A seminar on virtual economy research is starting in a few minutes here in Helsinki. The seminar marks the conclusion of a 2.5-year virtual economy themed research project at the Helsinki Institute for Information Technology. The purpose of this post is to disseminate the 119-page final report of the project. Here you go! (edit: summary version added) Excerpt from the report below.
In 2007, the AVEA project proposal called for a new research effort into “so-called virtual property, artificially scarce digital objects that have rapidly become a viable business model for software products and online services.” Gold farmers and real-money traders in massively-multiplayer online games had recently broken into popular consciousness. There was an expectation that virtual economies were going to continue to expand in one way or the other. Helsinki Institute for Information Technology HIIT and the Finnish interactive media industry had already had a good start in grasping the phenomenon thanks to some successful early ventures and research projects. Now was a time to push on and take part in creating the next wave of the phenomenon.
The AVEA project plan put forward the following research questions: What drives the value of virtual goods and how can we model it? How can we measure economic activity in virtual economies? How can the virtual economy model be extended to new platforms and non-gaming applications? These questions reflect the fact that while significant revenues were already being made in the virtual goods business, there was no comprehensive understanding of why the goods were so valuable, and whether some opportunities for value creation remained unexploited. Edward Castronova at the University of Indiana was putting forward GDP estimates for virtual economies, but game operators were not convinced that tools from national economies were the correct ones for managing virtual economies. Furthermore, while the prevailing virtual economies at the time were massively-multiplayer online games, we were questioning whether the same principles could not be adapted for other platforms and purposes, such as mobile and serious applications.
During the three years that then followed, virtual goods, currencies and economies saw almost explosive growth on the Western market. Virtual goods sales became the dominant revenue model for online and especially social games, and many game developers referenced the publications of this well-timed project in designing their offerings. Virtual economies not involving real money also increased in complexity, and the project yielded an alternative to GDP for measuring them. The development of mobile virtual economy prototypes during the first project year heralded the eventual commercial breakthrough of the virtual goods model in mobile gaming applications, although this breakthrough did not happen in Finland.
This report is intended to provide an overview of the main research streams in the project and their key outcomes. Following the structure established by the research questions in the project plan, the report is organised into three sections: Value, Measuring and Applications. Each section contains three chapters that address the research questions from different angles by summarising work conducted in the project. Each chapter is also prefaced by a one-page summary.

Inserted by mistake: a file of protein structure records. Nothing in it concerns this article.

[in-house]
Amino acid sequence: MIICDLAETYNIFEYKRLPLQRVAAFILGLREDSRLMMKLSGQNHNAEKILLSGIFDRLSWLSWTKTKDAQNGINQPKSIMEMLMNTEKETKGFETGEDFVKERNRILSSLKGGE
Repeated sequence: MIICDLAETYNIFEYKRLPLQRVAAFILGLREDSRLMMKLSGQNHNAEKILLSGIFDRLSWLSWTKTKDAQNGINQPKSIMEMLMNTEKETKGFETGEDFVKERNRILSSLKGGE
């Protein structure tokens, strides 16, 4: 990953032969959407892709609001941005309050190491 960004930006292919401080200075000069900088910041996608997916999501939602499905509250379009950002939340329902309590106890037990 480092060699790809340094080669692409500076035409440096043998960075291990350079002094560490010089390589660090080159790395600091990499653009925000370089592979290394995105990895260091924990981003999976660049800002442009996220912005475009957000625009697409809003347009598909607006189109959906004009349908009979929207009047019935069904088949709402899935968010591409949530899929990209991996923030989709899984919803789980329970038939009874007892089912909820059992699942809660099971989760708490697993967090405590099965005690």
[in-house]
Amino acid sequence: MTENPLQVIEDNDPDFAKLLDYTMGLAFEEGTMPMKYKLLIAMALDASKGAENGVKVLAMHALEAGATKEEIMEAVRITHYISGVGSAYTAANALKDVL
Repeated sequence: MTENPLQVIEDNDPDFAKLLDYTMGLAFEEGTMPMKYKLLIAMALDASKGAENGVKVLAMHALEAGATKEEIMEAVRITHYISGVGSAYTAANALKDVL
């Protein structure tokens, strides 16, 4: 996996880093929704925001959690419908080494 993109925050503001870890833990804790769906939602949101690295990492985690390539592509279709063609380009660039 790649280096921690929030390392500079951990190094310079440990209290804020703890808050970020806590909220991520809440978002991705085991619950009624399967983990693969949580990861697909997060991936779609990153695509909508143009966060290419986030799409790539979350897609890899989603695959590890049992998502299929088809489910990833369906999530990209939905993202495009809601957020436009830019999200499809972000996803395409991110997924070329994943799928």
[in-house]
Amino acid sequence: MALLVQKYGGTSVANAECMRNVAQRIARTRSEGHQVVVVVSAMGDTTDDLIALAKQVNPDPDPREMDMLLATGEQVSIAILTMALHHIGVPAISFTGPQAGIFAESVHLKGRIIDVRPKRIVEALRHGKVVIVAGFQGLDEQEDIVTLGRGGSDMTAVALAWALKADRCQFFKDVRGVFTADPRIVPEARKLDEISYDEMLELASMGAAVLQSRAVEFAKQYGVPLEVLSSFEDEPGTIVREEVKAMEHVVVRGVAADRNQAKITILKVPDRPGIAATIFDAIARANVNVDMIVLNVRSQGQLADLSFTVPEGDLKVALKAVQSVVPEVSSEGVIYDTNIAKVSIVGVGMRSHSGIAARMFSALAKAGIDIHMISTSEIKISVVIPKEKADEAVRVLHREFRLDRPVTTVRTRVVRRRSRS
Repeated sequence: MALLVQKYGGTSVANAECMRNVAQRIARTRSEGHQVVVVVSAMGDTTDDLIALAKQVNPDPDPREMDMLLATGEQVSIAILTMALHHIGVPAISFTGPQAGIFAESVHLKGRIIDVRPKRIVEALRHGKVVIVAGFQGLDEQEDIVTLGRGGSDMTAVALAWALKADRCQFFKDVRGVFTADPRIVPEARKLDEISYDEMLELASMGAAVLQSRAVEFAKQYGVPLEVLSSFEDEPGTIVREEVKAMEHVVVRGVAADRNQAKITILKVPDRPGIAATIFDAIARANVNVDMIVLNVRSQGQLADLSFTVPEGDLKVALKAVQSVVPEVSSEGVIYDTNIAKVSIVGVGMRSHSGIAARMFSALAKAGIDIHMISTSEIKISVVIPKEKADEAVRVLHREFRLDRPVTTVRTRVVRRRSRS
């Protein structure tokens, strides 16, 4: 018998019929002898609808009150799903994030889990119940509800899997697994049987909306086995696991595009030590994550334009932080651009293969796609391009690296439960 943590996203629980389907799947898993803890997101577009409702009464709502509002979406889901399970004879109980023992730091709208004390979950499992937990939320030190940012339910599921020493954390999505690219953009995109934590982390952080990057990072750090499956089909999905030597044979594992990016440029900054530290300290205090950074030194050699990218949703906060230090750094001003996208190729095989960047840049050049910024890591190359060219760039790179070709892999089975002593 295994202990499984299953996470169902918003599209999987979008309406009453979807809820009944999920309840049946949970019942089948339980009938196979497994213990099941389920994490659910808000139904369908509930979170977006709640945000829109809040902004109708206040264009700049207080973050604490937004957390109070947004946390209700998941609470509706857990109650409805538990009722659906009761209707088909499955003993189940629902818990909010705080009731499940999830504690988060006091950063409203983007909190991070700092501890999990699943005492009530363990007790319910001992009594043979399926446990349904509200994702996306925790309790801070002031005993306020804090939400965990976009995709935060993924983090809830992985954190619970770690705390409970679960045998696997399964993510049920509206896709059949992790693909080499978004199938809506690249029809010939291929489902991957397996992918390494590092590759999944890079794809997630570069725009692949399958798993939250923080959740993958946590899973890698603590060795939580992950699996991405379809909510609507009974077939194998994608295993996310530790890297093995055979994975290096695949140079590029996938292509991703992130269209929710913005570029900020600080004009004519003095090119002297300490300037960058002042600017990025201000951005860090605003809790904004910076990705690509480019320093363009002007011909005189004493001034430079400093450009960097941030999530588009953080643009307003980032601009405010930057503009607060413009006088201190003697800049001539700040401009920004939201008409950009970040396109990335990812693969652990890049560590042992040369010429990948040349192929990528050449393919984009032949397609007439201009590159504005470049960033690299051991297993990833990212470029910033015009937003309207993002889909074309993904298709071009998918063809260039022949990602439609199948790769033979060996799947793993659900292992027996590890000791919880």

The project resulted in no less than 20 scholarly publications, including articles and papers published in some of the leading venues of digital social sciences and HCI research. One PhD thesis and a total of four Master’s theses were completed during the project. A number of manuscripts are also still being worked on. This is a significant volume of publications for a three-year research project with a core team of only a handful of researchers. In part it reflects the fact that digital scarcity is a novel research topic, and is taking by surprise some academic disciplines still grappling with the implications of digital abundance. HIIT and the individual researchers involved in the project are now exceptionally well positioned to continue work on these topics.
Furthermore, AVEA’s publication success also certainly reflects the project’s strong element of international collaboration. HIIT’s main partner in the project was the Distributed and Ubiquitous Computing Laboratory at Waseda University, Tokyo, lead by professor Tatsuo Nakajima. Thanks to professor Nakajima’s team’s expertise in pervasive technologies, serious games and realistic prototyping, we were able to conduct applied research and user studies that were published in such venues as the prestigious ACM International Conference on Ubiquitous Computing. As part of the project, we also developed the Virtual Economy Research Network into an even more prominent hub and forged new international links that are already proving their value in follow-up research initiatives.
We would like to express our strong gratitude to the companies that took part in the AVEA consortium: Nokia, CCP Games, SWelcom and EveryPlay. CCP provided us with unprecedented access to a virtual economy data set that continues to yield results in follow-up research, for which we are very thankful. Finally, we would like to express our extreme gratitude to the Finnish Funding Agency for Technology and Innovation Tekes, for their crucial support in the form of funding as well as networks and advice, without which the project would not have been possible.
On behalf of the project team,
7 June 2010